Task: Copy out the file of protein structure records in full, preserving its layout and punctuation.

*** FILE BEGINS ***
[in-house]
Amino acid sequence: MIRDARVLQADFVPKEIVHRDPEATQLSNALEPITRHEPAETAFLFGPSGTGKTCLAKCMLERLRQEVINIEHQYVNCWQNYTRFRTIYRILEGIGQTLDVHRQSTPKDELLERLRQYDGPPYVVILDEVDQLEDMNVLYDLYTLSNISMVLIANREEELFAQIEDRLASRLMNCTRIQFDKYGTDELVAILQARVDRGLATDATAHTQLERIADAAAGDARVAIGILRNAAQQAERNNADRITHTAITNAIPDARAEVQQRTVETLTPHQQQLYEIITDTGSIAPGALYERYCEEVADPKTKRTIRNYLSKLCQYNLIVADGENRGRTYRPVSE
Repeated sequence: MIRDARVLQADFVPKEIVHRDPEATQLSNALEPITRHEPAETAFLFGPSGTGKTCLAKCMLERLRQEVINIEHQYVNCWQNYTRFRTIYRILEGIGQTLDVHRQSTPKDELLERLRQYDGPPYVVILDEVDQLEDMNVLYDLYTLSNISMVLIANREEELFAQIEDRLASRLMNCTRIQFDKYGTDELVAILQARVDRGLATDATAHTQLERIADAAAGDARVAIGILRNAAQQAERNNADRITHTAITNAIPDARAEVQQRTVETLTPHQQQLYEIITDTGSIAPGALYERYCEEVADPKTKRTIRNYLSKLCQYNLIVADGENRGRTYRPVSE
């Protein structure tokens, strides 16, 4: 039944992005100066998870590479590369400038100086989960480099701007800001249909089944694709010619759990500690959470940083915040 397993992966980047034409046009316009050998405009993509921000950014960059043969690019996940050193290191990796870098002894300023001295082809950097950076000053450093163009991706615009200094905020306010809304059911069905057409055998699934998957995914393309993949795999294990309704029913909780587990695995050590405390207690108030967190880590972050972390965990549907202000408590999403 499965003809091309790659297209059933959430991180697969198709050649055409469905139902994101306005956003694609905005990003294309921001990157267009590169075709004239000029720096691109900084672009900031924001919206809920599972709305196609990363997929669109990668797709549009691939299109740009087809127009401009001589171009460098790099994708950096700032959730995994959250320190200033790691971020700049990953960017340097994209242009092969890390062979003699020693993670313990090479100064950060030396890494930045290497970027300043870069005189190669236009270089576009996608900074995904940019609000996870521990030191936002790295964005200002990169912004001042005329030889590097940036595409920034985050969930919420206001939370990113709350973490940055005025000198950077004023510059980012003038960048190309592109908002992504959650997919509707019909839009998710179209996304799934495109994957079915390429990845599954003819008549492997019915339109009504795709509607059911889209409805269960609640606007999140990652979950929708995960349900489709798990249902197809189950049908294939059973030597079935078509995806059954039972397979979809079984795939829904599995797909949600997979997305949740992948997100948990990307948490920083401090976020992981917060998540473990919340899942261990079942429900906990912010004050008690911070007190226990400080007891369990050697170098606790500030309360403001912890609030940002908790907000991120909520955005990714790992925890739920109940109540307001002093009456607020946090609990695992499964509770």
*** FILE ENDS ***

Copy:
[in-house]
Amino acid sequence: MIRDARVLQADFVPKEIVHRDPEATQLSNALEPITRHEPAETAFLFGPSGTGKTCLAKCMLERLRQEVINIEHQYVNCWQNYTRFRTIYRILEGIGQTLDVHRQSTPKDELLERLRQYDGPPYVVILDEVDQLEDMNVLYDLYTLSNISMVLIANREEELFAQIEDRLASRLMNCTRIQFDKYGTDELVAILQARVDRGLATDATAHTQLERIADAAAGDARVAIGILRNAAQQAERNNADRITHTAITNAIPDARAEVQQRTVETLTPHQQQLYEIITDTGSIAPGALYERYCEEVADPKTKRTIRNYLSKLCQYNLIVADGENRGRTYRPVSE
Repeated sequence: MIRDARVLQADFVPKEIVHRDPEATQLSNALEPITRHEPAETAFLFGPSGTGKTCLAKCMLERLRQEVINIEHQYVNCWQNYTRFRTIYRILEGIGQTLDVHRQSTPKDELLERLRQYDGPPYVVILDEVDQLEDMNVLYDLYTLSNISMVLIANREEELFAQIEDRLASRLMNCTRIQFDKYGTDELVAILQARVDRGLATDATAHTQLERIADAAAGDARVAIGILRNAAQQAERNNADRITHTAITNAIPDARAEVQQRTVETLTPHQQQLYEIITDTGSIAPGALYERYCEEVADPKTKRTIRNYLSKLCQYNLIVADGENRGRTYRPVSE
């Protein structure tokens, strides 16, 4: 039944992005100066998870590479590369400038100086989960480099701007800001249909089944694709010619759990500690959470940083915040 397993992966980047034409046009316009050998405009993509921000950014960059043969690019996940050193290191990796870098002894300023001295082809950097950076000053450093163009991706615009200094905020306010809304059911069905057409055998699934998957995914393309993949795999294990309704029913909780587990695995050590405390207690108030967190880590972050972390965990549907202000408590999403 499965003809091309790659297209059933959430991180697969198709050649055409469905139902994101306005956003694609905005990003294309921001990157267009590169075709004239000029720096691109900084672009900031924001919206809920599972709305196609990363997929669109990668797709549009691939299109740009087809127009401009001589171009460098790099994708950096700032959730995994959250320190200033790691971020700049990953960017340097994209242009092969890390062979003699020693993670313990090479100064950060030396890494930045290497970027300043870069005189190669236009270089576009996608900074995904940019609000996870521990030191936002790295964005200002990169912004001042005329030889590097940036595409920034985050969930919420206001939370990113709350973490940055005025000198950077004023510059980012003038960048190309592109908002992504959650997919509707019909839009998710179209996304799934495109994957079915390429990845599954003819008549492997019915339109009504795709509607059911889209409805269960609640606007999140990652979950929708995960349900489709798990249902197809189950049908294939059973030597079935078509995806059954039972397979979809079984795939829904599995797909949600997979997305949740992948997100948990990307948490920083401090976020992981917060998540473990919340899942261990079942429900906990912010004050008690911070007190226990400080007891369990050697170098606790500030309360403001912890609030940002908790907000991120909520955005990714790992925890739920109940109540307001002093009456607020946090609990695992499964509770």